Ray Winstone in Beowulf (2007)


(director: Robert Zemeckis; screenwriters: Neil Gaiman/Roger Avary; cinematographer: Robert Presley; editor: Jeremiah O’Driscoll; music: Alan Silvestri; cast: Ray Winstone (Beowulf), Anthony Hopkins (King Hrothgar), Brendan Gleeson (Wiglaf), Crispin Glover (Grendel), Robin Wright-Penn (Queen Wealthow), Angelina Jolie (Grendel’s mother), Alison Lohman (Ursula-voice); Runtime: 115; MPAA Rating: PG-13; producers: Steve Starkey/Robert Zemeckis/Jack Rapke; Paramount Pictures; 2007)

“In the tradition of ribald Hollywood blockbusters.”

Reviewed by Dennis Schwartz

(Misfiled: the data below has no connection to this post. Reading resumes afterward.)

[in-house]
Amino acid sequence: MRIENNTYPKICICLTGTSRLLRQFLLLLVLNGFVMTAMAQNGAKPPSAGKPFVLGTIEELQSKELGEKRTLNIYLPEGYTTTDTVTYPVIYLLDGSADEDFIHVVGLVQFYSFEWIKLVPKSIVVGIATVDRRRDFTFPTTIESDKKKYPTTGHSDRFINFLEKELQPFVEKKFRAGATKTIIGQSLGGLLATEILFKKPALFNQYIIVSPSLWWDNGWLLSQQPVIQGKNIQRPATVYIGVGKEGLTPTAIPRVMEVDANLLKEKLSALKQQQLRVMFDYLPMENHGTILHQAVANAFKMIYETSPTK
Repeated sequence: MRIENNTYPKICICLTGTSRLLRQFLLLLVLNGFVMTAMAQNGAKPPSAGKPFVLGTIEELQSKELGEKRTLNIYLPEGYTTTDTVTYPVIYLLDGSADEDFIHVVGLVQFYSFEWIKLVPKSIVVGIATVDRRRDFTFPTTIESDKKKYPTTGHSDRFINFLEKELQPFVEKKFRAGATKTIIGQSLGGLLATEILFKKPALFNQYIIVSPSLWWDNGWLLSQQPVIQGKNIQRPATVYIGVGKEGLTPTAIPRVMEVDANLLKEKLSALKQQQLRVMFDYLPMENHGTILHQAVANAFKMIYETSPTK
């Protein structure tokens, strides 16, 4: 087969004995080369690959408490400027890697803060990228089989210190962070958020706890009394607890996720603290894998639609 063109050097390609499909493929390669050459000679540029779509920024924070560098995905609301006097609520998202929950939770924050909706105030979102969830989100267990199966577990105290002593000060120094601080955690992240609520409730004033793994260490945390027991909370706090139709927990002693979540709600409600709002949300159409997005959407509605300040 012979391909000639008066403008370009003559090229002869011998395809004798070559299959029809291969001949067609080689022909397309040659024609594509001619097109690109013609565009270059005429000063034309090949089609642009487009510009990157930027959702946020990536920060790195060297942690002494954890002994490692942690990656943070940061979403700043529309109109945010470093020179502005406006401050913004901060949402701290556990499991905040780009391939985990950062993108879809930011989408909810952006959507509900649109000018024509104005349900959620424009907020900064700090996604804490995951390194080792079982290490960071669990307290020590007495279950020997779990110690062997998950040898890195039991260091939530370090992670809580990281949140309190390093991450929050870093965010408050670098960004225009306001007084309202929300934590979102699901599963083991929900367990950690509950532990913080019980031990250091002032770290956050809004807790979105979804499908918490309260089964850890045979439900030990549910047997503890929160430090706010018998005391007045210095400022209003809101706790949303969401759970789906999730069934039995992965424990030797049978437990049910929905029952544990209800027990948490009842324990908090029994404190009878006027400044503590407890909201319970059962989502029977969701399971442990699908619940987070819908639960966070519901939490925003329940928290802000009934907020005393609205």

Robert Zemeckis (“Cast Away”/”Who Framed Roger Rabbit”/”Forrest Gump”) directs this gothic fantasy thriller that’s based on an Old English anonymous epic poem (from the 8th-century, but the story is set two centuries earlier in 507 A.D.) sometimes studied in high school English classes. It’s written in a dumbed down style by British-born graphic novelist Neil Gaiman (“Stardust”) and Roger Avary (“Pulp Fiction”), who make the poem accessible in the tradition of ribald Hollywood blockbusters and by use of modern-day technology. What they throw overboard is the poetry, thereby leaving the source poem hollow and the film with an empty story like most other bloodletting action pics showing at your local multiplex. Though the film is a boon for techies as it’s done partly in animation and uses the 3D IMAX (for the few hundred theaters that have that technology) and also might please those cheap thrill seekers ogling at the curvaceous water demon temptress played by Angelina Jolie in the buff (at least we are given that impression by the technology) with only some gold paint covering her bod (Goldfinger style) when she rises from the vaporous waters at about the hour and fifteen minute mark of the film, where in this campy presentation she’s wearing high heels, has her titties jutting out and is sporting a devil’s tail as she approaches the lusting hero. For the techies, there’s something to swoon over the way Zemeckis serves up the same motion capture technique he used before on “The Polar Express” – in which the actors who provide the voice also wear clothes with electronic sensors that “capture” their performances, which are combined with computer-generated background and props and do all sorts of digital things that supposedly make one jump for joy to be living in the 21st century.